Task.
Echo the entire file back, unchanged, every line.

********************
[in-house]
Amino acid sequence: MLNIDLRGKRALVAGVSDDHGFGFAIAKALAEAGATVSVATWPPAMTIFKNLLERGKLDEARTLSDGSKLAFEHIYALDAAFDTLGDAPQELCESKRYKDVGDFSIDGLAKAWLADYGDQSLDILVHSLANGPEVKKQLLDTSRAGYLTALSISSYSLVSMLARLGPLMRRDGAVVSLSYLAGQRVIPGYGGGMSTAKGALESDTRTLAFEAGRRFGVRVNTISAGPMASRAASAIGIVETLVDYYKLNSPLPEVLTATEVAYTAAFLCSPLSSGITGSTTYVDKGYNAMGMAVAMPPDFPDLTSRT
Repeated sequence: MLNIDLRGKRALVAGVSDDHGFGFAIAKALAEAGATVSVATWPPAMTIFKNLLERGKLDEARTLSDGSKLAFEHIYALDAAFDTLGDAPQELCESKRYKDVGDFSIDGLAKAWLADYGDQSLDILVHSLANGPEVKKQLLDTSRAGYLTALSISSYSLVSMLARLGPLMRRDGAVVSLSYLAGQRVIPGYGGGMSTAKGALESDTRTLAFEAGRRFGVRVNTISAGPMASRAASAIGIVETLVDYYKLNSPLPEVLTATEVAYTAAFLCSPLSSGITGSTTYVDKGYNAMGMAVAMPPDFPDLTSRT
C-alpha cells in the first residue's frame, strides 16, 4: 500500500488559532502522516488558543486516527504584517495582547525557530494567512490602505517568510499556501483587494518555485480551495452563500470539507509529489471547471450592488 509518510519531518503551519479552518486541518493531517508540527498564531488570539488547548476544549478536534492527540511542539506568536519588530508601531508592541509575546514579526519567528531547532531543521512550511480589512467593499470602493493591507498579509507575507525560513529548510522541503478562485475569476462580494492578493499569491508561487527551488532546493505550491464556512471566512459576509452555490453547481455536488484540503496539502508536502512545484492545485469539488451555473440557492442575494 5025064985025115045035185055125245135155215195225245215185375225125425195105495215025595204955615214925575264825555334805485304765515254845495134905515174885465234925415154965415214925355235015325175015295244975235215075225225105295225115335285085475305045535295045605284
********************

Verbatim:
[in-house]
Amino acid sequence: MLNIDLRGKRALVAGVSDDHGFGFAIAKALAEAGATVSVATWPPAMTIFKNLLERGKLDEARTLSDGSKLAFEHIYALDAAFDTLGDAPQELCESKRYKDVGDFSIDGLAKAWLADYGDQSLDILVHSLANGPEVKKQLLDTSRAGYLTALSISSYSLVSMLARLGPLMRRDGAVVSLSYLAGQRVIPGYGGGMSTAKGALESDTRTLAFEAGRRFGVRVNTISAGPMASRAASAIGIVETLVDYYKLNSPLPEVLTATEVAYTAAFLCSPLSSGITGSTTYVDKGYNAMGMAVAMPPDFPDLTSRT
Repeated sequence: MLNIDLRGKRALVAGVSDDHGFGFAIAKALAEAGATVSVATWPPAMTIFKNLLERGKLDEARTLSDGSKLAFEHIYALDAAFDTLGDAPQELCESKRYKDVGDFSIDGLAKAWLADYGDQSLDILVHSLANGPEVKKQLLDTSRAGYLTALSISSYSLVSMLARLGPLMRRDGAVVSLSYLAGQRVIPGYGGGMSTAKGALESDTRTLAFEAGRRFGVRVNTISAGPMASRAASAIGIVETLVDYYKLNSPLPEVLTATEVAYTAAFLCSPLSSGITGSTTYVDKGYNAMGMAVAMPPDFPDLTSRT
C-alpha cells in the first residue's frame, strides 16, 4: 500500500488559532502522516488558543486516527504584517495582547525557530494567512490602505517568510499556501483587494518555485480551495452563500470539507509529489471547471450592488 509518510519531518503551519479552518486541518493531517508540527498564531488570539488547548476544549478536534492527540511542539506568536519588530508601531508592541509575546514579526519567528531547532531543521512550511480589512467593499470602493493591507498579509507575507525560513529548510522541503478562485475569476462580494492578493499569491508561487527551488532546493505550491464556512471566512459576509452555490453547481455536488484540503496539502508536502512545484492545485469539488451555473440557492442575494 5025064985025115045035185055125245135155215195225245215185375225125425195105495215025595204955615214925575264825555334805485304765515254845495134905515174885465234925415154965415214925355235015325175015295244975235215075225225105295225115335285085475305045535295045605284